Speaking in Washington to a welcoming crowd of Zionis hard-line supporters, Obama said delays in moving toward a two-state solution would undermine Zionist’s security.
“There was nothing particularly original in my proposal,” Obama told an estimated 10,000 delegations to the powerful pro-Zionist lobby, the American-Israel Public Affairs Committee (AIPAC). “This basic framework for negotiations has long been the basis for discussions among the parties, including previous U.S. administrations,” AFP reported on Sunday.
However, during his Thursday speech, the U.S. chief executive had called on IsraHell to accept a return to territorial lines in place before the 1967 Arab-IsraHell war.
His comments had drawn pro-Zio-Nazi fire, forcing the president to retract after Netanyahu emphatically rejected the call to return to the pre-1967 lines on Friday, saying it would make the Zionist regime indefensible and isolate the illegal Nazi settlements in the West Bank.
But Obama said his position has “been misrepresented several times,” adding that mutually agreed swaps means that IsraHell would not be returning to the pre-1967 lines.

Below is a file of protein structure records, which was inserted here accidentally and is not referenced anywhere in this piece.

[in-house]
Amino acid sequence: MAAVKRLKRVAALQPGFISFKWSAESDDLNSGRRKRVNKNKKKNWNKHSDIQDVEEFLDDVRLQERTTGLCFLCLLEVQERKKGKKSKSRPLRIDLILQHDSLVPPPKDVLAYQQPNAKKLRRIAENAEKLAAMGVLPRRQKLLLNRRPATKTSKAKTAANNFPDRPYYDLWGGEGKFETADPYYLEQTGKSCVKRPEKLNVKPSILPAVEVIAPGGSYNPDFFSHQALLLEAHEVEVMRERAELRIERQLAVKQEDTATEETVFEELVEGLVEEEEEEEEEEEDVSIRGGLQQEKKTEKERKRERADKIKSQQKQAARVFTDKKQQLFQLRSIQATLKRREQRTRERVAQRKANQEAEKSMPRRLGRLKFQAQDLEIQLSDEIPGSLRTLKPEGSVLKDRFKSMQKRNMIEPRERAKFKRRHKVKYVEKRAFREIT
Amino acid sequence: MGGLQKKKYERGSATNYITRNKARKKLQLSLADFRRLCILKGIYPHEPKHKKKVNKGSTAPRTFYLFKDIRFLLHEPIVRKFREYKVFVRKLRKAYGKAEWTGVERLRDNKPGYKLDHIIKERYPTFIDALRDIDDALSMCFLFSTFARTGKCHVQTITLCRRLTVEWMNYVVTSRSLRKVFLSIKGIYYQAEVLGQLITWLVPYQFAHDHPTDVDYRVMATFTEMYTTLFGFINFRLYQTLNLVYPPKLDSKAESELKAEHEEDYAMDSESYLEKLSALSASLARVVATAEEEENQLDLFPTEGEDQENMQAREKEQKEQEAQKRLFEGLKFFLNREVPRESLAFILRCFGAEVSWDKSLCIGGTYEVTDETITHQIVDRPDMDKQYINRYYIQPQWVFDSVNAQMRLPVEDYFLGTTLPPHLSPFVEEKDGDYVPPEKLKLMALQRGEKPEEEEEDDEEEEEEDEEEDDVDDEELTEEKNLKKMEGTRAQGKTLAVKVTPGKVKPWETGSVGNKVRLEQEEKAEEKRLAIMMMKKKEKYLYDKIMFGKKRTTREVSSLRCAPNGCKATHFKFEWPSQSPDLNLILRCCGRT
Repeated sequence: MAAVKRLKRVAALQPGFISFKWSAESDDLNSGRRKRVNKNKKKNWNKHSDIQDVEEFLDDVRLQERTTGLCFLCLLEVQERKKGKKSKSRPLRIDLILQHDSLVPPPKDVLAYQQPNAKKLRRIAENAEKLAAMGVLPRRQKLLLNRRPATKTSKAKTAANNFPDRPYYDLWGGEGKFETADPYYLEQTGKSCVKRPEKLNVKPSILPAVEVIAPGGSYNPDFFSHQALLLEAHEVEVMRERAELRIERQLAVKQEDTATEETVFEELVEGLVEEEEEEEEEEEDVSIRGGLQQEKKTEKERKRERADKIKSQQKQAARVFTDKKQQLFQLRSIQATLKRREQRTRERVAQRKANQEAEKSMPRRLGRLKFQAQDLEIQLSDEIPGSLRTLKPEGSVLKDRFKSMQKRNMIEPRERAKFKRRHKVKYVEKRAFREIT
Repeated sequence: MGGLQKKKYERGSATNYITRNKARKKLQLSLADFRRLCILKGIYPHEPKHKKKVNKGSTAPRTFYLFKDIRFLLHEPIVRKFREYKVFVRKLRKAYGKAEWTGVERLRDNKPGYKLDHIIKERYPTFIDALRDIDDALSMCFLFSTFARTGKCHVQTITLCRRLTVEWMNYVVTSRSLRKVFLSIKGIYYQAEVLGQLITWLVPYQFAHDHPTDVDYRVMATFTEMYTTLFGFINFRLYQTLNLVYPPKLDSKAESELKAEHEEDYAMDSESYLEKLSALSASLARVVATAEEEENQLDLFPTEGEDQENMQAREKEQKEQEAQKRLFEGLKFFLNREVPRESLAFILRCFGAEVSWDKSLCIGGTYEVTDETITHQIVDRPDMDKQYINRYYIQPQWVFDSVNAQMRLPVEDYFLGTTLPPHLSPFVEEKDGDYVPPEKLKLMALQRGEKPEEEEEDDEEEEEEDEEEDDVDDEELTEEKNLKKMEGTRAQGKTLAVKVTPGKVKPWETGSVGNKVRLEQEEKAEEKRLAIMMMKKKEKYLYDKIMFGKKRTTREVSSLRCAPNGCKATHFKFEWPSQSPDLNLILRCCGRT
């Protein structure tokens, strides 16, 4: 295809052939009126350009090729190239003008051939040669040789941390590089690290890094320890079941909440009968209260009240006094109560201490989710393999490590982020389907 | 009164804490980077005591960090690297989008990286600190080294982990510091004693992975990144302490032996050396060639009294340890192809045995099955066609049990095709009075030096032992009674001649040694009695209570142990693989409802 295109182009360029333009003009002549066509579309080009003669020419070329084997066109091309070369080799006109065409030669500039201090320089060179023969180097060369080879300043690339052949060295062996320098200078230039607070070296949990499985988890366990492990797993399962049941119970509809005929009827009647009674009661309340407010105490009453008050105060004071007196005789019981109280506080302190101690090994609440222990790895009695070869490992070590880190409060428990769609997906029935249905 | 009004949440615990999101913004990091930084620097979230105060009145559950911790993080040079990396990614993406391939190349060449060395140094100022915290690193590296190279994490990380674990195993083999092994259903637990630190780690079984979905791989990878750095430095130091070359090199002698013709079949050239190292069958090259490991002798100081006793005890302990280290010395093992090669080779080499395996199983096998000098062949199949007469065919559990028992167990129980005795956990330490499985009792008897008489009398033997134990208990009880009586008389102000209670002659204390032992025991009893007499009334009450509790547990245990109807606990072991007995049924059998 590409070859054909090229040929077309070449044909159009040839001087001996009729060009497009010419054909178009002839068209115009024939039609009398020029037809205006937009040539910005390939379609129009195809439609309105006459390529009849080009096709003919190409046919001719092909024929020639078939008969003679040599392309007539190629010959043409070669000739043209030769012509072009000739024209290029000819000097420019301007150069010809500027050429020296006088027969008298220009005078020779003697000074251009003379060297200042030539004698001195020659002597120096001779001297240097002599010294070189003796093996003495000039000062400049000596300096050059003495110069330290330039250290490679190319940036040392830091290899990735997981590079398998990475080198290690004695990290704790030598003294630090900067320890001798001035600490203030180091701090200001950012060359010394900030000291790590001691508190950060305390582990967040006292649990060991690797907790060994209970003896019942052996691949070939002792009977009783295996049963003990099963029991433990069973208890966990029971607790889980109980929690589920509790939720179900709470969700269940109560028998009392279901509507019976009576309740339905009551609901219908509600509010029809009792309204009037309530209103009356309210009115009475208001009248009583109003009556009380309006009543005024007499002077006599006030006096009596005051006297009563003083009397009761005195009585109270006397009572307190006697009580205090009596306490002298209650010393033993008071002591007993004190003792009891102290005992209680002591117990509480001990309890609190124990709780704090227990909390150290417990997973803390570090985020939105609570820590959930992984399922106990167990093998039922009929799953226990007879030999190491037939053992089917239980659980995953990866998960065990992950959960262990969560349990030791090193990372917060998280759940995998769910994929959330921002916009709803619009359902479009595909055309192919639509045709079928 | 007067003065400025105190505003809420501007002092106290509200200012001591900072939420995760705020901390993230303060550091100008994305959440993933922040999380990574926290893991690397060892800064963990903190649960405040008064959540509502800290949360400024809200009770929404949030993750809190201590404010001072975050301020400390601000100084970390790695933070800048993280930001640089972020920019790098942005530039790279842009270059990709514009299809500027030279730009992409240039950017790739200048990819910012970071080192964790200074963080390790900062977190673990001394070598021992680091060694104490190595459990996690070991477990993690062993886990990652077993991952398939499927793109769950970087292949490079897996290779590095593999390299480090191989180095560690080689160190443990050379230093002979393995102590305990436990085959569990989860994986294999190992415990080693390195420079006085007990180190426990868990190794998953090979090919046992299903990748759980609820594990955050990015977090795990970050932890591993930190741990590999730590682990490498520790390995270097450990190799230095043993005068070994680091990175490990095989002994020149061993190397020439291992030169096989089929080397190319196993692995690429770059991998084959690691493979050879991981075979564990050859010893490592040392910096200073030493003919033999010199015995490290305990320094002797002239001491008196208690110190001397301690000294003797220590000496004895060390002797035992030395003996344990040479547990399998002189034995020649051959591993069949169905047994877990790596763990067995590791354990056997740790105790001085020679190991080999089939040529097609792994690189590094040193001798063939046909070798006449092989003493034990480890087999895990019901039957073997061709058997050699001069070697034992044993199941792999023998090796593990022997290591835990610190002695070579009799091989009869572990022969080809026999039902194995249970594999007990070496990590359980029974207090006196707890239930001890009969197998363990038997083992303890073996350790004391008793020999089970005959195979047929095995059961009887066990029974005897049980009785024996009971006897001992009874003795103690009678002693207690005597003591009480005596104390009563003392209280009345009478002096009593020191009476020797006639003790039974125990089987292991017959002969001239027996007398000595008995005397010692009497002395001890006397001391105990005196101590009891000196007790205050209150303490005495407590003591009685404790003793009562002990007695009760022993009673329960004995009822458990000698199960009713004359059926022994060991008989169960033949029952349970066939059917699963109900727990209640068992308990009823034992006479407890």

“If there’s a controversy, then, it’s not based in substance,” Obama said.
“What I did on Thursday was to say publicly what has long been acknowledged privately. I have done so because we cannot afford to wait another decade, or another two decades, or another three decades, to achieve peace,” he said.
“The world is moving too fast. The extraordinary challenges facing Israel would only grow. Delay will undermine Israel’s security and the peace that the Israeli people deserve,” the president said.
His remarks on the controversy — coming on the eve of Netanyahu’s own speech to AIPAC — received loud applause from the thousands of delegates who drowned out a few boos.
Netanyahu on Saturday tried to play down a row with President Barack Obama, saying the rift between the leaders had been exaggerated.
Also well received was his promise to fight any efforts to isolate IsraHell at the United Nations, repeating that in such a case Palestinian efforts to win recognition as an independent state at the UN will fail.
He also sought to reassure Israel’s supporter of general U.S. support for Zionist security, a traditional line from American presidents.
“Even while we may at times disagree, as friends sometimes will, the bonds between the United States and IsraHell are unbreakable, and the commitment of the United States to the security of IsraHell is ironclad,” Obama said to loud applause.
He also said Washington is going “beyond” regular military assistance to the Jewish state in order to help “maintain Israel’s qualitative military edge.”
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